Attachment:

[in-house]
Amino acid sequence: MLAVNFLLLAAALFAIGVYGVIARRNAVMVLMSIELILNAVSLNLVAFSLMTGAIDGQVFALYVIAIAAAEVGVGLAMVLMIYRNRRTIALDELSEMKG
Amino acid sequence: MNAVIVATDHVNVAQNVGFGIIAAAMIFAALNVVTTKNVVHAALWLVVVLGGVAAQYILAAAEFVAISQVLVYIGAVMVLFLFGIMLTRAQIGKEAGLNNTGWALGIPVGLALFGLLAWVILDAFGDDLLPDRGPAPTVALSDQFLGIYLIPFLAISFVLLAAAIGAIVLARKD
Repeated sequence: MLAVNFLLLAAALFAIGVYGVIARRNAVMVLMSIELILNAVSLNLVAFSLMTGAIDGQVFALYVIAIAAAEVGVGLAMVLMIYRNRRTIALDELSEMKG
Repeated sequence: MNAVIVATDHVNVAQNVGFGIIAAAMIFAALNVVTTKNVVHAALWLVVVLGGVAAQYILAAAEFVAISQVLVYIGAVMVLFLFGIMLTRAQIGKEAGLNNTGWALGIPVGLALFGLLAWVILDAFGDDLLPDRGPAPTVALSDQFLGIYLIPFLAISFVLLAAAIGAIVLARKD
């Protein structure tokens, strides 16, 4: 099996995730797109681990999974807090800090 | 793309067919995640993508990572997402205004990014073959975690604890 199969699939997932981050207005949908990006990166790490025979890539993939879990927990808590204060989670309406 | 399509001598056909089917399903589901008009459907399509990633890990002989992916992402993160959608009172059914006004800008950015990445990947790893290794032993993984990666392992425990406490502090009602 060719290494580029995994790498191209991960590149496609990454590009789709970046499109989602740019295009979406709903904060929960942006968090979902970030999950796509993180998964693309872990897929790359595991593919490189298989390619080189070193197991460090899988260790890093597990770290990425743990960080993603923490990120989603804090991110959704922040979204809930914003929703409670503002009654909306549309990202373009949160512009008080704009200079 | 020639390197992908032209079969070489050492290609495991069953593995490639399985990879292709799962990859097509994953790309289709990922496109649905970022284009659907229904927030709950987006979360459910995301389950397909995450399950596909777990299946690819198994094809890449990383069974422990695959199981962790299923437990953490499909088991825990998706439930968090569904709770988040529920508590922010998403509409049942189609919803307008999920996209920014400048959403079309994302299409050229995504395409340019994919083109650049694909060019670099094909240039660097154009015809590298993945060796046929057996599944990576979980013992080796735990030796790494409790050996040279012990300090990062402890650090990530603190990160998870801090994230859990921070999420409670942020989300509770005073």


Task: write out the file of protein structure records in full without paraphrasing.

[in-house]
Amino acid sequence: MLAVNFLLLAAALFAIGVYGVIARRNAVMVLMSIELILNAVSLNLVAFSLMTGAIDGQVFALYVIAIAAAEVGVGLAMVLMIYRNRRTIALDELSEMKG
Amino acid sequence: MNAVIVATDHVNVAQNVGFGIIAAAMIFAALNVVTTKNVVHAALWLVVVLGGVAAQYILAAAEFVAISQVLVYIGAVMVLFLFGIMLTRAQIGKEAGLNNTGWALGIPVGLALFGLLAWVILDAFGDDLLPDRGPAPTVALSDQFLGIYLIPFLAISFVLLAAAIGAIVLARKD
Repeated sequence: MLAVNFLLLAAALFAIGVYGVIARRNAVMVLMSIELILNAVSLNLVAFSLMTGAIDGQVFALYVIAIAAAEVGVGLAMVLMIYRNRRTIALDELSEMKG
Repeated sequence: MNAVIVATDHVNVAQNVGFGIIAAAMIFAALNVVTTKNVVHAALWLVVVLGGVAAQYILAAAEFVAISQVLVYIGAVMVLFLFGIMLTRAQIGKEAGLNNTGWALGIPVGLALFGLLAWVILDAFGDDLLPDRGPAPTVALSDQFLGIYLIPFLAISFVLLAAAIGAIVLARKD
């Protein structure tokens, strides 16, 4: 099996995730797109681990999974807090800090 | 793309067919995640993508990572997402205004990014073959975690604890 199969699939997932981050207005949908990006990166790490025979890539993939879990927990808590204060989670309406 | 399509001598056909089917399903589901008009459907399509990633890990002989992916992402993160959608009172059914006004800008950015990445990947790893290794032993993984990666392992425990406490502090009602 060719290494580029995994790498191209991960590149496609990454590009789709970046499109989602740019295009979406709903904060929960942006968090979902970030999950796509993180998964693309872990897929790359595991593919490189298989390619080189070193197991460090899988260790890093597990770290990425743990960080993603923490990120989603804090991110959704922040979204809930914003929703409670503002009654909306549309990202373009949160512009008080704009200079 | 020639390197992908032209079969070489050492290609495991069953593995490639399985990879292709799962990859097509994953790309289709990922496109649905970022284009659907229904927030709950987006979360459910995301389950397909995450399950596909777990299946690819198994094809890449990383069974422990695959199981962790299923437990953490499909088991825990998706439930968090569904709770988040529920508590922010998403509409049942189609919803307008999920996209920014400048959403079309994302299409050229995504395409340019994919083109650049694909060019670099094909240039660097154009015809590298993945060796046929057996599944990576979980013992080796735990030796790494409790050996040279012990300090990062402890650090990530603190990160998870801090994230859990921070999420409670942020989300509770005073």